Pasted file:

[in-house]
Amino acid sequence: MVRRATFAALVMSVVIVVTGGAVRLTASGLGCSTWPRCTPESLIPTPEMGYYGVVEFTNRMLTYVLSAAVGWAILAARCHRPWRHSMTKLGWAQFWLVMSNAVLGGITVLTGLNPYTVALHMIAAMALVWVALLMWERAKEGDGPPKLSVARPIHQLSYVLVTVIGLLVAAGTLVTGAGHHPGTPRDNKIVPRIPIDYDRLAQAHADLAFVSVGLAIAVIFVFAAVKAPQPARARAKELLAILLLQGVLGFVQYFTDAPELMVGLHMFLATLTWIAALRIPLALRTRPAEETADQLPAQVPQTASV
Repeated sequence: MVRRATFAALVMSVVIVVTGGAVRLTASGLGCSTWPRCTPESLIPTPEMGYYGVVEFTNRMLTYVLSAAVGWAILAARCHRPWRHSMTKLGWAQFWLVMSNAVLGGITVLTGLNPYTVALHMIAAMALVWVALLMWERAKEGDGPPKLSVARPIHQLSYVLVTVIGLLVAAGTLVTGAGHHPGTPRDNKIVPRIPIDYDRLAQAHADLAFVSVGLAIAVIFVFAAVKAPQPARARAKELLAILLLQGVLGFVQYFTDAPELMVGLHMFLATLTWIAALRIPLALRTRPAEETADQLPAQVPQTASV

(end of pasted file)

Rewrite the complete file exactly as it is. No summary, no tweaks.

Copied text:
[in-house]
Amino acid sequence: MVRRATFAALVMSVVIVVTGGAVRLTASGLGCSTWPRCTPESLIPTPEMGYYGVVEFTNRMLTYVLSAAVGWAILAARCHRPWRHSMTKLGWAQFWLVMSNAVLGGITVLTGLNPYTVALHMIAAMALVWVALLMWERAKEGDGPPKLSVARPIHQLSYVLVTVIGLLVAAGTLVTGAGHHPGTPRDNKIVPRIPIDYDRLAQAHADLAFVSVGLAIAVIFVFAAVKAPQPARARAKELLAILLLQGVLGFVQYFTDAPELMVGLHMFLATLTWIAALRIPLALRTRPAEETADQLPAQVPQTASV
Repeated sequence: MVRRATFAALVMSVVIVVTGGAVRLTASGLGCSTWPRCTPESLIPTPEMGYYGVVEFTNRMLTYVLSAAVGWAILAARCHRPWRHSMTKLGWAQFWLVMSNAVLGGITVLTGLNPYTVALHMIAAMALVWVALLMWERAKEGDGPPKLSVARPIHQLSYVLVTVIGLLVAAGTLVTGAGHHPGTPRDNKIVPRIPIDYDRLAQAHADLAFVSVGLAIAVIFVFAAVKAPQPARARAKELLAILLLQGVLGFVQYFTDAPELMVGLHMFLATLTWIAALRIPLALRTRPAEETADQLPAQVPQTASV